Hyper-V and Failover Cluster (Domain Requirements)

Hyper-V and Failover Cluster (Domain Requirements)

I`ve seen quite often questions about Hyper-V/Failover Clustering/Domain Requirements in the forums, and where to put your Domain Controller. I have originally posted this on my blog ( http://kristiannese.blogspot.com ) but would like to share it here as well.


If you plan for Failover Clustering in Windows Server 2008 R2, you also have to dive into Active Directory and install a Domain Controller. Why? And what if you plan to run your DC as a HA VM?

Why do you need a Domain?

Systems running Windows Server 2008 R2 Failover Cluster services must be members of a domain. This ensures a common authorization framework for services as they fail over from one node another. It also means that the clients accessing the services of the Failover Cluster can participate in this same authorization framework.

It is recommended that the cluster nodes be member servers and NOT domain controllers.

(The Active Directory are already ‘Highly Available’ in its design and does not need something like Failover Cluster to be HA).

When creating a cluster, the process also creates a Cluster Name Object for the cluster in Active Directory, so the account that creates the Cluster needs to be a Local Administrator on the nodes, and have permission to create objects (computer) in Active Directory.

Run your only DC as a HA VM?

No. Period.

I have to stress that if your entire cluster shuts down, you`re in serious trouble.

You might not be able to start the cluster service, VMs, and you are finished.

Since your VMs is placed on a shared storage and the access here is granted through your cluster, and your cluster won’t come online to play, you might call it a day.

But do not panic, you only need to place your VM outside your cluster. You can even run it as a VM in Hyper-V manager on one of your nodes, but do not make it HA, or place it on shared storage. Also make sure to configure the Auto-Start Action, so your DC boots up with the host.

It`s always best practice to have at least a second domain controller as well, so you are able to support the rest of your infrastructure that require Active Directory to function. It`s a good idea to place this on a dedicated machine, outside your virtual environment.


My lab:

  • 2 identical nodes with the Hyper-V role enabled
  • Both nodes are member servers of my domain
  • Cluster configured with CSV
  • ISCSI with MPIO enabled
  • Quorum: File Share Witness
  • One Domain Controller (as a VM on the cluster J )

I`ve simulated the following scenario:

  1. The entire cluster shuts down
  2. Both nodes comes online again
  3. Now what ?

(Ok, I have to admit, that I have cheated a bit so I could demonstrate the stage AFTER you are able to log on to your hosts. Since the DC was powered off, both nodes hade some troubles to login. And if you speculate what opportunities you have if you log on locally, well, here is the answer):

Anyhow, we are now logged in to both nodes, and the cluster service is in the state of ‘stopped’.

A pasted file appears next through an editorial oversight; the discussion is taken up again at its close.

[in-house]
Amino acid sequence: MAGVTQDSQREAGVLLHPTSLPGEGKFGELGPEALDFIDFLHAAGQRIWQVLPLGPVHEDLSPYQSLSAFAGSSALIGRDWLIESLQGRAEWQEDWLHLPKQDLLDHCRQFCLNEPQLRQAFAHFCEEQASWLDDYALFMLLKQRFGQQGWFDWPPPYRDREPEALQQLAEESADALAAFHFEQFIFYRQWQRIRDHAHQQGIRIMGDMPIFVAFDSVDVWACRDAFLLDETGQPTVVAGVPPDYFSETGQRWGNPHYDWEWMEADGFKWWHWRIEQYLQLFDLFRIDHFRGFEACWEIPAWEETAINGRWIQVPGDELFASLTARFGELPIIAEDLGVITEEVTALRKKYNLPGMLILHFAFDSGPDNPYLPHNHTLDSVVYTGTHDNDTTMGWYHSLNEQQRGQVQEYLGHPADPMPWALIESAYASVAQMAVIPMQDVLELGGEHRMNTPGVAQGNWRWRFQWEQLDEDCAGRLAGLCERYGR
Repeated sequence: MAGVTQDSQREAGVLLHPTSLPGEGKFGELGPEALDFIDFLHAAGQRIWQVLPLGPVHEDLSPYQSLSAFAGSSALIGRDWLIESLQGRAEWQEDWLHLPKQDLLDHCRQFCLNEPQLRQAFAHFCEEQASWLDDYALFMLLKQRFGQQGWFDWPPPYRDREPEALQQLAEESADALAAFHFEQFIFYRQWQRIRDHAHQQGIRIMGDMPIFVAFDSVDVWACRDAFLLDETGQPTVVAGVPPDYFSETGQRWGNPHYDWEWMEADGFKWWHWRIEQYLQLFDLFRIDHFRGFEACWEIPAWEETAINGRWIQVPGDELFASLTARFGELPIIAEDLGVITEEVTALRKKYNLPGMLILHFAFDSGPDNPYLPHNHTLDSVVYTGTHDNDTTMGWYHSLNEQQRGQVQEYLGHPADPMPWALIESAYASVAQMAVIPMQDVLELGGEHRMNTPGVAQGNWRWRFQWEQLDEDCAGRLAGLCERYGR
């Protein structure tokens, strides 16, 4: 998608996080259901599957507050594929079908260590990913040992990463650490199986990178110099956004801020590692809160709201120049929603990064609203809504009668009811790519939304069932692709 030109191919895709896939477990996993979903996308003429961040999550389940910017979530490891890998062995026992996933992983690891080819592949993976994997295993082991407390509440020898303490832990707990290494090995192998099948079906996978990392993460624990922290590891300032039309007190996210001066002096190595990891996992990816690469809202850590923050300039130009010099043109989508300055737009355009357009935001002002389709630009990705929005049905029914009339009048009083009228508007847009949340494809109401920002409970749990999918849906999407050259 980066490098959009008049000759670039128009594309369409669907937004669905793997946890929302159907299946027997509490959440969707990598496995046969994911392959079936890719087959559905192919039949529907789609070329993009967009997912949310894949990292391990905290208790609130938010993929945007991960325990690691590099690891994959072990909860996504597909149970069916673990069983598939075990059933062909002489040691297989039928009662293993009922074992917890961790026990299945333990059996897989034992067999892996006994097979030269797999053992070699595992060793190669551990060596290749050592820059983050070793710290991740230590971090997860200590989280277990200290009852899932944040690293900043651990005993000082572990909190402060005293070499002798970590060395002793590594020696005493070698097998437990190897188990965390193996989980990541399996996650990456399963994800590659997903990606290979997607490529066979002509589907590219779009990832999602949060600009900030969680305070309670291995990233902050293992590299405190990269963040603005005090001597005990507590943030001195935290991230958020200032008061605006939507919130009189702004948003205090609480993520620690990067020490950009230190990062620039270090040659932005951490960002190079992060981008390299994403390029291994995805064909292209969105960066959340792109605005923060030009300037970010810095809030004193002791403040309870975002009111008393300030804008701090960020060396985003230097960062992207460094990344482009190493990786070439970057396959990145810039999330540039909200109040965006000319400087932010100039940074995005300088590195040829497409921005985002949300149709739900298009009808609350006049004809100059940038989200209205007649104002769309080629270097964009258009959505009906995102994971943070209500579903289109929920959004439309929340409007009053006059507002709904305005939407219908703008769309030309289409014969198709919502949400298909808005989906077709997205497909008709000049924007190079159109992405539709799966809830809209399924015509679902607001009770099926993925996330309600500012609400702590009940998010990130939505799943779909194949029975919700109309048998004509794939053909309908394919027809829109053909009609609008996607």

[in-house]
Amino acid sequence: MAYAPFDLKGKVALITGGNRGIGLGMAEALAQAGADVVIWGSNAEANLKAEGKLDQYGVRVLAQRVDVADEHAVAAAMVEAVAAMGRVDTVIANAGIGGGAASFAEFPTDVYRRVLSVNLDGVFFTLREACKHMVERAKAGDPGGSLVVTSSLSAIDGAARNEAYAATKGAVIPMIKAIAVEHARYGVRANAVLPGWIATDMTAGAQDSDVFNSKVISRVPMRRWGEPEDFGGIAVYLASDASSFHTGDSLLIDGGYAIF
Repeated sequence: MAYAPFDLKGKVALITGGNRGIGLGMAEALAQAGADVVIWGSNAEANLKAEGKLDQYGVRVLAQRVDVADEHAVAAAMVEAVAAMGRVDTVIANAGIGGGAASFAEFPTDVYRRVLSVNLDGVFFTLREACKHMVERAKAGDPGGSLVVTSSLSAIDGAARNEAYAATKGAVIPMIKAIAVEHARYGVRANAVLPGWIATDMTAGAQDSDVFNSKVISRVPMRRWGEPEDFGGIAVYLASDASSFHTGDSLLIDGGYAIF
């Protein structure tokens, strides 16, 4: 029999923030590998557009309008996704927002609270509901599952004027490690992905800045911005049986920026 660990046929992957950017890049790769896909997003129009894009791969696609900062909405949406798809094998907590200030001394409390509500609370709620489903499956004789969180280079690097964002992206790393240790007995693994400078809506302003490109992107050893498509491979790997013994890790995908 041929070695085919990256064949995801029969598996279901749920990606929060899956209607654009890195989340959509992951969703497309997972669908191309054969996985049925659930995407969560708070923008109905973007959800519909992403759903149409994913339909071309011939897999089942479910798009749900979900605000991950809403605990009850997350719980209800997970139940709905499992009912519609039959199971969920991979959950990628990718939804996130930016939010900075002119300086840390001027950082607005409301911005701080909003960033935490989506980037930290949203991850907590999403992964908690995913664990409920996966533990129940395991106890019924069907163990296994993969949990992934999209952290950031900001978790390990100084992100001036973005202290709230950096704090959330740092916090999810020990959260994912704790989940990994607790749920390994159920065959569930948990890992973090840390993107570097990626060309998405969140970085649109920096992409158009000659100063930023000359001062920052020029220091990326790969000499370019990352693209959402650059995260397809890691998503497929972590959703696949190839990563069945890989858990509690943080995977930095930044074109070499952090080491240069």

Let’s try to start it on both nodes:

Ok ! So far, so good.

Now, let’s try to start up the Failover Cluster Manager Console:

The console shows us that it`s empty. No cluster to manage, so we have to try to add our cluster.

Celin Eliassen

As the error message indicate, we have a DNS lookup problem. That makes sense, since the only DC is powered off.

If we run the cmd ‘cluster node’ on both hosts, you can see that they indicate that everything is fine as far they concern, but don’t know that the other node is ‘joining’ as well.

(When you tell the Cluster Service to start in Windows 2008 R2 Failover Cluster, it just immediately starts. Then it sends out notifications to the other nods that it wants to join the Cluster. It is also calculating the number of ‘votes’ needed to achieve ‘quorum’.  Since there is no DNS connection between the nodes in this example, both nodes will be in a ‘joining’ type mode. They just wait for each other. If both nodes in this example and the witness could come online, the cluster would achieve quorum and go on its way).

Ok, so we have a DNS issue.

Since I know the IP address of my cluster, nodes, and also the witness share, and know that the first thing the DNS client does, is that it checks the local hosts file (c:\windows\system32\drivers\etc\hosts), I will add the DNS names of the involved servers here.

(COLD and STONE are nodes in the cluster, CLASH is the cluster name, and SCVMM has the File Share Witness)

Now, I`m able to ping the servers by name, and let`s try to run the cluster node command again:

OK, looking good.

Let us try to add the cluster in Failover Cluster Manager again:

Are we saved ?

What happens if we try to bring one of our VM online ?

Nothing, you cant.

If we take a look at the event log on one of our nodes, it shows some important information right here:

So, after all this struggle you are still unable to start you VMs. Moral ?

Please plan your cluster configuration, and where you want to place your Domain Controller. This would easily be solved if we had a Domain Controller outside the cluster. And since I already have that, I would like to show what happens after I boot this machine.

This article was written by Kristian Nese ( http://kristiannese.blogspot.com )
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